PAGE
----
As an Outsourced VP of Sales for a new client, I recently spent a day traveling with one of my sales people, whom my client regards as a strong performer. I will call him Greg, and Greg is respected as a real performer in the organization, someone with a strong future at the company. I was excited to spend the day watching him with customers and appreciating his skills in client development.
I participated with Greg on several customer sales visits that day and while driving back to the office, he asked me for some coaching feedback. I was expecting the question to come up at some point, and I replied, “Greg you are a talent, but you are not yet talented.” Greg was immediately surprised with my statement, and then asked, “What do you mean?” I said, “Greg you are personable, intelligent, and your customers really enjoy being around you. However, effective sales require engaging in a progression of strategy, technique, financial understanding, and process management. You are a talent, but not yet talented.”
There are many misconceptions within the world of sales about the personality and behaviors most effective for the sales position. Yet, when you speak to people about the skills and behaviors needed for different company positions, the role of a more critical position such as the CFO is not well understood by many, but everyone in the company seems to know exactly what to look for to identify a successful sales person. Sometimes, I almost expect to see a large banner in the cafeteria with pictures of both the good sales people, along with crossed out photos of the unsuccessful sales people – a company timeline based on sales people who have worked there!
So, what did I mean by telling Greg that he is a talent, but not talented? The Webster’s dictionary definition for each word is almost identical, talent – “a natural aptitude or skill”, and talented – “a special ability allowing someone to do something well.” To most of us the definitions are the same. However, while the dictionary definitions may be very similar, in managing sales people toward performance, the two words describe very different results.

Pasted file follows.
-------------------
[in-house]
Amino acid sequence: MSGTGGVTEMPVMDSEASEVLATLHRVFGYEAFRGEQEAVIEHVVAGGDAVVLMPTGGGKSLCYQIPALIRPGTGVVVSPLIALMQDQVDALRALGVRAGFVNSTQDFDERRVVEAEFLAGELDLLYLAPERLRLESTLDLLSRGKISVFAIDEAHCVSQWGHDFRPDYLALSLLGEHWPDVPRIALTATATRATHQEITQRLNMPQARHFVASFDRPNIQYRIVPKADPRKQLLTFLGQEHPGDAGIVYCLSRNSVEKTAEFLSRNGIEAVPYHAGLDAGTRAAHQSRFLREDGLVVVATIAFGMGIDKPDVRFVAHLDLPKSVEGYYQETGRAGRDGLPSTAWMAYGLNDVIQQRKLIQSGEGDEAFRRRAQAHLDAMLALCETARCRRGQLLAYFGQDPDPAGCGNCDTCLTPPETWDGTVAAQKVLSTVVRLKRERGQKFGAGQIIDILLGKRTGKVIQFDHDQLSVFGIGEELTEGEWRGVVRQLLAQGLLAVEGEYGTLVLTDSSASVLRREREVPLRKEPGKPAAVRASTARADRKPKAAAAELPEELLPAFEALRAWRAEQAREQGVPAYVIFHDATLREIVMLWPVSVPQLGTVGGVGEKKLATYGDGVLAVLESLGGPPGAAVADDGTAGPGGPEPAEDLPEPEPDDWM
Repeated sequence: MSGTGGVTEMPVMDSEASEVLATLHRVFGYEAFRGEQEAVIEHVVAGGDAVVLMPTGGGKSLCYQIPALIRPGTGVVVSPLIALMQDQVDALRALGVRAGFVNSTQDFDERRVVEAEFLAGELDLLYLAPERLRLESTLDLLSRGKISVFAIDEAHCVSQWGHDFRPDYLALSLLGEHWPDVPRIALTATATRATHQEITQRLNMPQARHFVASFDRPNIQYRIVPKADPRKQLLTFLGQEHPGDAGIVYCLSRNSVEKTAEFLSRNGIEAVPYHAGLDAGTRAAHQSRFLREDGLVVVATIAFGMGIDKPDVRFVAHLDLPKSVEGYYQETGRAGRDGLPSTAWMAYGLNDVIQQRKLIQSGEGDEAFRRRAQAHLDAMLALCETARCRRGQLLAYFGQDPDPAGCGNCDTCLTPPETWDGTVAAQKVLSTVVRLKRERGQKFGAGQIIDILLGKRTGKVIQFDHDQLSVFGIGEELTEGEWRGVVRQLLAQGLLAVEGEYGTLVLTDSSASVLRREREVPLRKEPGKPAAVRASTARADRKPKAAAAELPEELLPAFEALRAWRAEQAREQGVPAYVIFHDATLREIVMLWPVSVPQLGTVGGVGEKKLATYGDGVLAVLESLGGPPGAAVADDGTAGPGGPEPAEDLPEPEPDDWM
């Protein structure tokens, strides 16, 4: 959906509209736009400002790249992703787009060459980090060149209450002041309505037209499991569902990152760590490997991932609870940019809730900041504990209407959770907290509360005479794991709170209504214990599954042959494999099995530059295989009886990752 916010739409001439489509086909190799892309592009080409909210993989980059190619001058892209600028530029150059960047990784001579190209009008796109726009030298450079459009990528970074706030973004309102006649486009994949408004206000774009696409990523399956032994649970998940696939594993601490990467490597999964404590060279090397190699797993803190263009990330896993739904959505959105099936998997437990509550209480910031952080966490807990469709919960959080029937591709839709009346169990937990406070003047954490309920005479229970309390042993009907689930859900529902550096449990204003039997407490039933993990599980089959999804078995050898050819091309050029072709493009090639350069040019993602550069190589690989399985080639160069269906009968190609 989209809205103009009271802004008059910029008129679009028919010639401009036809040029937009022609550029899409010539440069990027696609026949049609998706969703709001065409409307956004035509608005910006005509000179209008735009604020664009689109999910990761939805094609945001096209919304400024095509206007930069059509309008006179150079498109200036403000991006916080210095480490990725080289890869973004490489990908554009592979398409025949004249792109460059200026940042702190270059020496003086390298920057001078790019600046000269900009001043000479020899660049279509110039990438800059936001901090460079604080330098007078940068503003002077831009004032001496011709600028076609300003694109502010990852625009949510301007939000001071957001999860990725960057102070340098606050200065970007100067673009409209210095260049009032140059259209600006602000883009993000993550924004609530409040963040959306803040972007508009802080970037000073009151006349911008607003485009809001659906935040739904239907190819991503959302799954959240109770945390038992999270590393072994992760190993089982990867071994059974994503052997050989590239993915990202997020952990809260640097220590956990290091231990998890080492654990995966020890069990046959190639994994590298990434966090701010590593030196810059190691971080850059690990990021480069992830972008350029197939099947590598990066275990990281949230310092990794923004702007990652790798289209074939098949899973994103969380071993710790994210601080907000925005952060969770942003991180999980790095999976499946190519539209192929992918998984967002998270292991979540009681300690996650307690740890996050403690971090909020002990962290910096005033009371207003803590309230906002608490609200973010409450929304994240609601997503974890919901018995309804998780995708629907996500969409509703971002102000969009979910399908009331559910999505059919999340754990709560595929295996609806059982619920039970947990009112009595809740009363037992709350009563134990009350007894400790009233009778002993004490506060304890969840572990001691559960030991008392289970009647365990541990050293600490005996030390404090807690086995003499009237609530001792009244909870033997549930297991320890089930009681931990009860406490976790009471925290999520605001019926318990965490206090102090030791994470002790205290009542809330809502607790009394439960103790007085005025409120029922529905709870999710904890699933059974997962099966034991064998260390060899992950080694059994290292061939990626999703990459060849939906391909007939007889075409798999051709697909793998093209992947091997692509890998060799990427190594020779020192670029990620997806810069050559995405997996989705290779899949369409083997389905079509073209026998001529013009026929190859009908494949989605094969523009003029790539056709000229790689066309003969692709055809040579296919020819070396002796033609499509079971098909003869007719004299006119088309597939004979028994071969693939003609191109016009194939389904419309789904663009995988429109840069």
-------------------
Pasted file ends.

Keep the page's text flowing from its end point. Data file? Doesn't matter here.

There are five primary skills which are critical to sales performance:
1. Creating trust in your customer relationships
2. Effective processes used to develop the sales opportunity
3. Utilizing effective questioning in the discovery process
4. Preparation and performance for powerful presentations
5. Positioning yourself and company for the opportunity
The Summer Olympics are a great demonstration of athletes who have a talent in the sport they are passionate about. These athletes have put the rest of their lives on hold while they develop all of the necessary fundamentals: strength, endurance, and mental focus through extensive training to become world-class talented. Talent will not win a single medal on its own, but being talented might.
My friend Bernie Cronin in his great book “Showtime” says, “Talent is overrated. We work to become a successful person and we practice and rehearse. We learn to do something over and over until it becomes natural.”
My role now with Greg is to focus on coaching him to become talented. We are working on the questioning skills in the discovery process to gather better data, reveal customer frustrations, explore the consequences of the customer’s problem, and understanding and creating value in solving their problem. Soon Greg will be both a talent and talented – then he will become very powerful in his sales performance!
Feel free to contact Michael Wills, President, Top Line Solutions, email@example.com, for more sales leadership consulting and outsourced sales management.
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